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5 Simple Tips to Increase Registrations On Gaming Sites

Conversion Rate Optimisation

Gaming sites (e.g., poker, slots and bingo), face some unique optimisation challenges:

  • Often the company can only influence so much. In particular, it can be arduous or even impossible to make significant changes to the gaming clients.
  • It can be challenging to track the whole player journey, from landing page through to first-time deposit (FTD), then through to subsequent deposits.

Opportunity 1: Improve the call to action on the registration page

The consultancy Conversion Rate Experts (CRE) has grown many gaming companies including 888, 888Ladies, Foxy Bingo and myBet. (Check out some videos of CRE’s clients.) CRE reports that perhaps the best place to start is to simplify registration forms and improve their user experience (UX).

I reviewed several gaming sites and noticed that the ‘Join’ button was often small and out of the way—i.e. largely insignificant in the context of the page.

William Hill’s various websites are good examples of different ways to call visitors’ to register.

Small and insignificant

The William Hill homepage only has a small button, ‘Join Now’, in the top right-hand corner.

William Hill's homepage

 Visually arresting

After players narrow down their area of interest—e.g. by selecting ‘Vegas’—the call to action becomes visually stronger.

Screenshot of call to action on William Hill Vegas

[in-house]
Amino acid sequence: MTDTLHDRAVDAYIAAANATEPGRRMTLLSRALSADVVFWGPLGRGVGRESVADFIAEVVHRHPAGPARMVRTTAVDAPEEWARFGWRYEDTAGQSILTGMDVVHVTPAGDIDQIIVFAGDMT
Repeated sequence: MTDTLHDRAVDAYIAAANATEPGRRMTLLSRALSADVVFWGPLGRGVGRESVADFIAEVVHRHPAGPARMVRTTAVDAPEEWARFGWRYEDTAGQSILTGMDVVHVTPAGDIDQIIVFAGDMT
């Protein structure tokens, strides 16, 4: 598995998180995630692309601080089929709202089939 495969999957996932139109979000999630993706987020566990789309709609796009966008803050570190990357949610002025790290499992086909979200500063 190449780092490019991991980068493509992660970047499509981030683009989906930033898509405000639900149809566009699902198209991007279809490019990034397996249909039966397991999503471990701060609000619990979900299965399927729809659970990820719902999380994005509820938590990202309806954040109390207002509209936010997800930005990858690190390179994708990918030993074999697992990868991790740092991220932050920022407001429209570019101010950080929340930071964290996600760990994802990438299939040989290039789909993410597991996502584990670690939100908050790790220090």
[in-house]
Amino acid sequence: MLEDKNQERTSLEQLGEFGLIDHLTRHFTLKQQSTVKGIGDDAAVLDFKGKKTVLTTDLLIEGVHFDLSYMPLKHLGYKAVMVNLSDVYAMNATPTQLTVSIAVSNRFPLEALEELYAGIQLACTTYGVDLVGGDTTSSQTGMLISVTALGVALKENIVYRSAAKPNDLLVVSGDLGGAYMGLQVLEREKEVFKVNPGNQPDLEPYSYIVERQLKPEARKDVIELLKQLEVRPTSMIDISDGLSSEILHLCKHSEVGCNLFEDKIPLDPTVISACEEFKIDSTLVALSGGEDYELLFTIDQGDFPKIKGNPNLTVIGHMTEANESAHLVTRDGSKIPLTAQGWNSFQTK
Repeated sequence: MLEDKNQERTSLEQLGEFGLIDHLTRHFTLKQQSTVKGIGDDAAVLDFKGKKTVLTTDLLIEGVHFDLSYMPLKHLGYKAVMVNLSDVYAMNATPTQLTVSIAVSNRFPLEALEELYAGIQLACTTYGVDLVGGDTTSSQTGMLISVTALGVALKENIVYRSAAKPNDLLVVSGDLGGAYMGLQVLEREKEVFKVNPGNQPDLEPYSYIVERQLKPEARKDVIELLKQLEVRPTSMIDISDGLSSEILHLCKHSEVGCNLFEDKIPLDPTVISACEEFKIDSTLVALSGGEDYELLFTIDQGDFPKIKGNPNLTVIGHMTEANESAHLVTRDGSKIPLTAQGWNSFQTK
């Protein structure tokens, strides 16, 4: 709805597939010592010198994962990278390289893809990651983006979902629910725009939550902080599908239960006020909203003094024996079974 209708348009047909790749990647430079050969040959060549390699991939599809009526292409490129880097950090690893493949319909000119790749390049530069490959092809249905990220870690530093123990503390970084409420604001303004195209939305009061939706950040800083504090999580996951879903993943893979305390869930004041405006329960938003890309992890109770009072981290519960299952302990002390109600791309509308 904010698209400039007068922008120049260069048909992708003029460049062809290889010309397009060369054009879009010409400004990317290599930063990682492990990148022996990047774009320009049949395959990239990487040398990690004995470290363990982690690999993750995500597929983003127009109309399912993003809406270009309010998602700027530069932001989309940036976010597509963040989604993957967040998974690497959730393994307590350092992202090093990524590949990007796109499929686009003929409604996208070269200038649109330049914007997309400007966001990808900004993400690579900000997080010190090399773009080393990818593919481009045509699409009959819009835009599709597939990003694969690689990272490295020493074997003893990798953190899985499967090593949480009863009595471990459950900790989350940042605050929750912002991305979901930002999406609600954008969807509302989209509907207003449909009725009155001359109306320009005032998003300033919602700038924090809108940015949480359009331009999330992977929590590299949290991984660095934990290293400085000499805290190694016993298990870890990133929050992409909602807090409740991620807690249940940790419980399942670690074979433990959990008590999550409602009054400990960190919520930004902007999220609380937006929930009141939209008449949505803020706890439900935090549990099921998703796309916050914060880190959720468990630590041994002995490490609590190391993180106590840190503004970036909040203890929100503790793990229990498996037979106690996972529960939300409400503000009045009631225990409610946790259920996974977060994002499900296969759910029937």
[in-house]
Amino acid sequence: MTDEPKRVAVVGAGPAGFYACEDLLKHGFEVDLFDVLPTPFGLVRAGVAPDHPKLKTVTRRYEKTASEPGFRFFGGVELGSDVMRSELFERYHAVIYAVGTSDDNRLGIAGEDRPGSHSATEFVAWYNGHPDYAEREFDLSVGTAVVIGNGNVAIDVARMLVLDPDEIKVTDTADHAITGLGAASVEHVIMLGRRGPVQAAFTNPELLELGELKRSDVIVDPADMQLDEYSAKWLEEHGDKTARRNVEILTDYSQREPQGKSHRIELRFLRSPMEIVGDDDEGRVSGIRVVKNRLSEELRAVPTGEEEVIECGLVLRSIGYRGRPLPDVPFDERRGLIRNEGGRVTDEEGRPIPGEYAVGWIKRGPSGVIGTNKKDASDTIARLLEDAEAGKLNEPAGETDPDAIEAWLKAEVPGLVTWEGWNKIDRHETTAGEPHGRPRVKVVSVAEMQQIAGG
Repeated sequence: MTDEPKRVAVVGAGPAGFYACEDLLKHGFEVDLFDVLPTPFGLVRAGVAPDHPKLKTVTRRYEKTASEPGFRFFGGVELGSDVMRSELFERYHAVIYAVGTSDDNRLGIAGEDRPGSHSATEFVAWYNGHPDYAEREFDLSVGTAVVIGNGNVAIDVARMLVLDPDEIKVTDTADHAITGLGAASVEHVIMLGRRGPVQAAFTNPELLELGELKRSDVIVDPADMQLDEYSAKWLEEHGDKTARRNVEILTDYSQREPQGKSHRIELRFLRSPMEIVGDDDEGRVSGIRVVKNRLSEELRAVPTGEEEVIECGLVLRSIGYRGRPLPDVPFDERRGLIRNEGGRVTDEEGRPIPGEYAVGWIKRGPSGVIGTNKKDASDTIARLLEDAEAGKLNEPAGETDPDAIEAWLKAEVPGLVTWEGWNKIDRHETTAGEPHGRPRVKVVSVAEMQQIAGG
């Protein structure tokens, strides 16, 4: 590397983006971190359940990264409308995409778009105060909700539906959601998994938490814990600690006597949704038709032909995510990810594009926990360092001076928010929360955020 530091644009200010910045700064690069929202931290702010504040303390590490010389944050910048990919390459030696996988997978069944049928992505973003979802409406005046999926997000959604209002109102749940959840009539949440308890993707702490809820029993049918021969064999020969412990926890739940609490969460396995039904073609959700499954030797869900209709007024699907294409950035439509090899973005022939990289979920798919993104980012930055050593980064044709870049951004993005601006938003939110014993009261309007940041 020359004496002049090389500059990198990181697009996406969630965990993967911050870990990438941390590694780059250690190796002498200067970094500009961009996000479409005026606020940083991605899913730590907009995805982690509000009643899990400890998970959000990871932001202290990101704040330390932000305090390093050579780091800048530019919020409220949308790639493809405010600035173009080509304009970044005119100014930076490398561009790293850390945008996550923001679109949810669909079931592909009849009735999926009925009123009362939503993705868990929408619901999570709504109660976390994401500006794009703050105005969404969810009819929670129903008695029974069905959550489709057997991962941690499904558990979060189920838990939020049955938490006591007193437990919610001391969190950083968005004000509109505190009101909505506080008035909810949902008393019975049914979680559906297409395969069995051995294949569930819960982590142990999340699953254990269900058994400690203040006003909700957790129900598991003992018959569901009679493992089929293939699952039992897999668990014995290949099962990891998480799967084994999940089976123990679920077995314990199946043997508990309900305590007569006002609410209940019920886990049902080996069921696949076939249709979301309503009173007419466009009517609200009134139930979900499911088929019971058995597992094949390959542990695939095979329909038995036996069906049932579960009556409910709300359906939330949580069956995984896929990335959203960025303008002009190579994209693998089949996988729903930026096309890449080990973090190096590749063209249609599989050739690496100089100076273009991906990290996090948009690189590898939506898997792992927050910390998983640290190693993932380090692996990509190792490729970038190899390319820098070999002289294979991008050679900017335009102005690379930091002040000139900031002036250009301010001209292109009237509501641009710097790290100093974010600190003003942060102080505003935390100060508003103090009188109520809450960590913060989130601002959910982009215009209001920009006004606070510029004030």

Interrupt flow

In other sections of the site—e.g. William Hill Casino—the call to action interrupts the player’s journey with an overlay.

Overlay on William Hill Casino

 A/B test some persuasion techniques

Betfair increased conversions by 7% with the help of Visual Website Optimiser. The optimisation team tested a number of persuasion techniques to encourage new users to click, at which point they would be taken to a registration page.

They designed 3 different modules, each utilising a different method of persuasion:

  • Reciprocity
  • Scarcity
  • Social proof

By testing these variations against each other they found the design that converted best with their audience.

Opportunity 2: Chunk the form into manageable sections

Help users understand how long your registration process is. The aim here is to make it look as short and easy as possible.

myBet registration form progress indicator

3-step registration with a progress indicator is good but there are even simpler methods:

One initial step to registration

SkyBet take basic player details at the first step and ask players to confirm ‘Yes – I want to create an account’ with a large call to action at the end. The impression is that the player will immediately get an account.

SkyBet registration step 1 sidebar

Provide different ways to register

I asked Alan Ng, Head of Insights at Branded3, what strategy works well for increasing signups?

“Creating incentives is a must have in gambling and gaming, but minimising barriers also provides one of the biggest wins. Making it easy to sign up, as well as providing different ways to sign up. Nobody wants to spend a lot of time filling in a form when they need to get that bet placed!” Alan Ng, @TypeAccord

Ladbrokes allow players to register with their PayPal account, avoiding filling in all but a few form fields.

Ladbroke's registration form

The ease of registering with PayPal is highlighted as ‘Quick Registration’. Players who register with PayPal only have to set their deposit limit.

PayPal option to register

Opportunity 3: Don’t make gender a mandatory question

Many gaming sites ask players to specify their gender. Options for gender are usually binary—i.e. Male or Female—as on Betfair’s registration form.

Betfair form question on gender

Gender is presumably asked to form a picture of the player, contributing to data on demographics and used to personalise the advertising for players.

Unfortunately it could cause players to pause in the registration process or abandon it altogether if they don’t want to answer the question. Here’s a few reasons why:

Limited ways to identify